Kevin Neeld — Hockey Training, Sports Performance, & Sports Science

Diagonal Core Progression

Start basic. Eliminate joints, teach control.

½ Kneel eliminates lower leg and enforces single-leg stance control at the hip/core.

Tall Kneel adds in rotational control at the hip.

Standing adds in lower leg, but still emphasizes control (shoulders turn over a stable pelvis).

Rotational teaches loading through the hip and transfer through the core.

There are many Cable Lift variations not shown here, but this is the structure of a great off-season core training progression, and demonstrates how changes in position can emphasize different areas of the body.

Typically performed for 2-3 sets of 6-10 reps.

Feel free to post any comments/questions below. If you found this helpful, please share/re-post it so others can benefit.

To your success,

Kevin Neeld

P.S. For more information on in- and off-season program design, training and reconditioning for injured players, and integrating sports science into a comprehensive training process, check out Optimizing Adaptation & Performance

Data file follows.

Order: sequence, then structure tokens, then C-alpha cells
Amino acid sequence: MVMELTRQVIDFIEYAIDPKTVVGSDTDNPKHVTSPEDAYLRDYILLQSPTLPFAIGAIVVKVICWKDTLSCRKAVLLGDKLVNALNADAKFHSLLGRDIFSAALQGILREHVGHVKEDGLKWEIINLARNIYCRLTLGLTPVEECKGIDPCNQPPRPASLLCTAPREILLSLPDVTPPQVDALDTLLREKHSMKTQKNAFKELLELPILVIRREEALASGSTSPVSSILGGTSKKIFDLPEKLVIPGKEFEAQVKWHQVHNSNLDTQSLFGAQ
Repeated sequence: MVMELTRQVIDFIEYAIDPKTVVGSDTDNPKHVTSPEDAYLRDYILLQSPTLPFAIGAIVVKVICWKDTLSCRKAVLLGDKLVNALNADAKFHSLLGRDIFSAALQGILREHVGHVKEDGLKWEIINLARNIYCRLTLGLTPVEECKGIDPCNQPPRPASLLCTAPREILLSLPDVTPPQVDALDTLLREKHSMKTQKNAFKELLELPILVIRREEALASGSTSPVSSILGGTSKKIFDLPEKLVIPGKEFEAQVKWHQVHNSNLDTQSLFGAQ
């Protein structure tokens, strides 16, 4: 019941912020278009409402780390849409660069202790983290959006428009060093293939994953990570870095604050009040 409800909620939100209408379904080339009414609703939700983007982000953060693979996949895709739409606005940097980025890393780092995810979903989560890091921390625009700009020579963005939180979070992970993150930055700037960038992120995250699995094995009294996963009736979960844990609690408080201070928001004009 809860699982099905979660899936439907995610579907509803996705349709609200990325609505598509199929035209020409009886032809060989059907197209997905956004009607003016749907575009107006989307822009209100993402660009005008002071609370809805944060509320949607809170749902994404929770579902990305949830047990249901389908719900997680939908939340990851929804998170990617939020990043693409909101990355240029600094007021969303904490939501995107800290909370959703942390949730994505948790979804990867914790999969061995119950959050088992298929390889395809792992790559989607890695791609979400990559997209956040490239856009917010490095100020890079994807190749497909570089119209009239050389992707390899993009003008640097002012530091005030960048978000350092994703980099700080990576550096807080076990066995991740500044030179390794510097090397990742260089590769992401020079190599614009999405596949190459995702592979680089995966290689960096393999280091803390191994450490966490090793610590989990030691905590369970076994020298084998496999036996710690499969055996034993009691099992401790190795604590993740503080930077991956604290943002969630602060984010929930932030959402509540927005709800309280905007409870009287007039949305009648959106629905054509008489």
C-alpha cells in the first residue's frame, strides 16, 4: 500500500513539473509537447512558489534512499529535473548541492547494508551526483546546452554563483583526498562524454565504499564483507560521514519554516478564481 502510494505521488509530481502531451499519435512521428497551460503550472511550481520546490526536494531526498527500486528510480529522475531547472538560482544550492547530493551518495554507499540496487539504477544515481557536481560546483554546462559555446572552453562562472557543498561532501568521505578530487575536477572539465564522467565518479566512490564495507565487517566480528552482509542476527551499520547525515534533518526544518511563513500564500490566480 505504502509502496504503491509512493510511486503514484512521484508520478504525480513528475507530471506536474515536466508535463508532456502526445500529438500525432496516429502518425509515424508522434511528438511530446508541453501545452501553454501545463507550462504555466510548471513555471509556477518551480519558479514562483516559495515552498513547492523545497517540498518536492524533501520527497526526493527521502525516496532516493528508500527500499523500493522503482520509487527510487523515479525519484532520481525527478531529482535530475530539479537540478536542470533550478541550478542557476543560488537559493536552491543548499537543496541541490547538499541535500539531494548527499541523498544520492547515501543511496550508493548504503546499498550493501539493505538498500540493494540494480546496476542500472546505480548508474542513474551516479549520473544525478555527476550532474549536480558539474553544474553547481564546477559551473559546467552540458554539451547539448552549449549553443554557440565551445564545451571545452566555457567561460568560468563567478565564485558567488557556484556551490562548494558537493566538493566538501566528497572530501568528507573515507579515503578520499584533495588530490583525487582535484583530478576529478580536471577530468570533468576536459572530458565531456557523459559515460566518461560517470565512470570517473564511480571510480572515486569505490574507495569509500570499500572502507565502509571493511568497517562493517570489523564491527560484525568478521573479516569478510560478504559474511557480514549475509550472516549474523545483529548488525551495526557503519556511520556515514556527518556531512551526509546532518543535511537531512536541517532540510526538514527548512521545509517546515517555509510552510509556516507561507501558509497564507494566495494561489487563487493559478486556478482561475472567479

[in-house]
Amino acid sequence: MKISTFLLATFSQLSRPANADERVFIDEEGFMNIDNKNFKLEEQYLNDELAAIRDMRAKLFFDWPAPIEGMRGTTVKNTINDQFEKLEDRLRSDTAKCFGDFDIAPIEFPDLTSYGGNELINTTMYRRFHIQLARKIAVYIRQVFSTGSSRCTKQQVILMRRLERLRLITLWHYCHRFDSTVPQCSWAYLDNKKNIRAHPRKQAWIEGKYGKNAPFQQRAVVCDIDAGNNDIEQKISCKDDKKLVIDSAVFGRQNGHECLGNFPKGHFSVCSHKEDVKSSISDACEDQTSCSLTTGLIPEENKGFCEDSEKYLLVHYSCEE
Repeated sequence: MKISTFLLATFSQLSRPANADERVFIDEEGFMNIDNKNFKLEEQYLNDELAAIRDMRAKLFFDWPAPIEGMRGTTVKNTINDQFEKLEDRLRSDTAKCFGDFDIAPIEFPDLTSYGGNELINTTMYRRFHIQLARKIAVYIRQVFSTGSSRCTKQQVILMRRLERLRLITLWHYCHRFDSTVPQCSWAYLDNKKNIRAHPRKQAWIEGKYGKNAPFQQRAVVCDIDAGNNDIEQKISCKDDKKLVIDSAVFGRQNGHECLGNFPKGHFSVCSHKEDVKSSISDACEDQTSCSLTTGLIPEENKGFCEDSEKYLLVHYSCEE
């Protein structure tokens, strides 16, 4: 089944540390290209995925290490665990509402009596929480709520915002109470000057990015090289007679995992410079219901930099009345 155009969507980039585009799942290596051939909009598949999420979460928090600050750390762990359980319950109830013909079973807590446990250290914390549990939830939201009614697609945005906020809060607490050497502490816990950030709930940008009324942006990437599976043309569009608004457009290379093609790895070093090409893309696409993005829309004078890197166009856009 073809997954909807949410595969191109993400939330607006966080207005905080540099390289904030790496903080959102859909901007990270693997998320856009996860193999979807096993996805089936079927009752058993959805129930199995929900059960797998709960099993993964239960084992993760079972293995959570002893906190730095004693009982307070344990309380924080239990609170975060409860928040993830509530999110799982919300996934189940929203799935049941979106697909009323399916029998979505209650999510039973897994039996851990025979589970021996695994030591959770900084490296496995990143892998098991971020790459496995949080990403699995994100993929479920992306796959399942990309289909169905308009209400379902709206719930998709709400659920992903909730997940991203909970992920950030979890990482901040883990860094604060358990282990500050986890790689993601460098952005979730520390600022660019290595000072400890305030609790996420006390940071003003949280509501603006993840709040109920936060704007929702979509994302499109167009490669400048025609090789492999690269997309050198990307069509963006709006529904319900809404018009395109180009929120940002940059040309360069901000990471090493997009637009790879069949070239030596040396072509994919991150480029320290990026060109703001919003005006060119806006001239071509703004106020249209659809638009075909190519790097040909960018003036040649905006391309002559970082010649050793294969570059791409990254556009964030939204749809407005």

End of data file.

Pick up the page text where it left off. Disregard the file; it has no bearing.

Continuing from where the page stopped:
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Kevin Neeld

Kevin Neeld Knows Hockey

Kevin has rapidly established himself as a leader in the field of physical preparation and sports science for ice hockey. He is currently the Head Performance Coach for the Boston Bruins, where he oversees all aspects of designing and implementing the team’s performance training program, as well as monitoring the players’ performance, workload and recovery. Prior to Boston, Kevin spent 2 years as an Assistant Strength and Conditioning Coach for the San Jose Sharks after serving as the Director of Performance at Endeavor Sports Performance in Pitman, NJ. He also spent 5 years as a Strength and Conditioning Coach with USA Hockey’s Women’s Olympic Hockey Team, and has been an invited speaker at conferences hosted by the NHL, NSCA, and USA Hockey.